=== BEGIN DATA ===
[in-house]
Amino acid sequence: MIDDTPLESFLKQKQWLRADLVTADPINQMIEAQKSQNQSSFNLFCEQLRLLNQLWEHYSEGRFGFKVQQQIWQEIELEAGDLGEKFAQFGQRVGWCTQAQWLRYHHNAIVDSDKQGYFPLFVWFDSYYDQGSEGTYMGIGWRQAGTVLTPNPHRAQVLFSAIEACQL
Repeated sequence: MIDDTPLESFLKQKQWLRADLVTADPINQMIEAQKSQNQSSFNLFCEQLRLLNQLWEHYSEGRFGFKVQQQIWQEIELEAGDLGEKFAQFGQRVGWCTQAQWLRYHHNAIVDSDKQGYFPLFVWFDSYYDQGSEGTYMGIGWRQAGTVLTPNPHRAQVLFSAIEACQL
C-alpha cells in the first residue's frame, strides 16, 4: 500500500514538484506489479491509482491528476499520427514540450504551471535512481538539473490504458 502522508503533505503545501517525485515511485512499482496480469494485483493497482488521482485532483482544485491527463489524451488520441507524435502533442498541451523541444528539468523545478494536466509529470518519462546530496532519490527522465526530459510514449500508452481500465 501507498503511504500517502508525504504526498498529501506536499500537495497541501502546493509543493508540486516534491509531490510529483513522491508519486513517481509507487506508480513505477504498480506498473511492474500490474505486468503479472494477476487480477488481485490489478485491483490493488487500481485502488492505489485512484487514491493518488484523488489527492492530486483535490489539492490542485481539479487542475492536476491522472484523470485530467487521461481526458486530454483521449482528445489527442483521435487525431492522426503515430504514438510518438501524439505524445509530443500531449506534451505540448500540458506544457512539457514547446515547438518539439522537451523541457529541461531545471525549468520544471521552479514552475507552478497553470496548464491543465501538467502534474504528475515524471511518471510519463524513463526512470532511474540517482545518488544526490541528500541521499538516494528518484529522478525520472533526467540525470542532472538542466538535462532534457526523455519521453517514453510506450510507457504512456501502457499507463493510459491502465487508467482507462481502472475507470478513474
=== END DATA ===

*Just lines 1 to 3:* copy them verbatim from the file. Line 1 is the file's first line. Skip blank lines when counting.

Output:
[in-house]
Amino acid sequence: MIDDTPLESFLKQKQWLRADLVTADPINQMIEAQKSQNQSSFNLFCEQLRLLNQLWEHYSEGRFGFKVQQQIWQEIELEAGDLGEKFAQFGQRVGWCTQAQWLRYHHNAIVDSDKQGYFPLFVWFDSYYDQGSEGTYMGIGWRQAGTVLTPNPHRAQVLFSAIEACQL
Repeated sequence: MIDDTPLESFLKQKQWLRADLVTADPINQMIEAQKSQNQSSFNLFCEQLRLLNQLWEHYSEGRFGFKVQQQIWQEIELEAGDLGEKFAQFGQRVGWCTQAQWLRYHHNAIVDSDKQGYFPLFVWFDSYYDQGSEGTYMGIGWRQAGTVLTPNPHRAQVLFSAIEACQL